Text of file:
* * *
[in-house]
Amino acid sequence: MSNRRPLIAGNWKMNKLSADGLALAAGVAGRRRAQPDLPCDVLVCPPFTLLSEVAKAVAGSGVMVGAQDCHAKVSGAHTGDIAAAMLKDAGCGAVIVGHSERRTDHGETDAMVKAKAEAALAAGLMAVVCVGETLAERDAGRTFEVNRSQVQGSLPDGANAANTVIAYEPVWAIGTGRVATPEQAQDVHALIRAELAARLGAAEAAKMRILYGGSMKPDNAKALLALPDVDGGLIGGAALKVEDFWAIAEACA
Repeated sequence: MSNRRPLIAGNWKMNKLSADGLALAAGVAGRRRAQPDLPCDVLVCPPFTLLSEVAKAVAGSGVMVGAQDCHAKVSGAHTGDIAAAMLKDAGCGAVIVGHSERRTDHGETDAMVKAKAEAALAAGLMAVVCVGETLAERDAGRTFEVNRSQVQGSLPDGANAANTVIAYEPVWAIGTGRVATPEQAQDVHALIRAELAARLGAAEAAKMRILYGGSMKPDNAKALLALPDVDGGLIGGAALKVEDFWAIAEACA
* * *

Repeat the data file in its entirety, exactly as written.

[in-house]
Amino acid sequence: MSNRRPLIAGNWKMNKLSADGLALAAGVAGRRRAQPDLPCDVLVCPPFTLLSEVAKAVAGSGVMVGAQDCHAKVSGAHTGDIAAAMLKDAGCGAVIVGHSERRTDHGETDAMVKAKAEAALAAGLMAVVCVGETLAERDAGRTFEVNRSQVQGSLPDGANAANTVIAYEPVWAIGTGRVATPEQAQDVHALIRAELAARLGAAEAAKMRILYGGSMKPDNAKALLALPDVDGGLIGGAALKVEDFWAIAEACA
Repeated sequence: MSNRRPLIAGNWKMNKLSADGLALAAGVAGRRRAQPDLPCDVLVCPPFTLLSEVAKAVAGSGVMVGAQDCHAKVSGAHTGDIAAAMLKDAGCGAVIVGHSERRTDHGETDAMVKAKAEAALAAGLMAVVCVGETLAERDAGRTFEVNRSQVQGSLPDGANAANTVIAYEPVWAIGTGRVATPEQAQDVHALIRAELAARLGAAEAAKMRILYGGSMKPDNAKALLALPDVDGGLIGGAALKVEDFWAIAEACA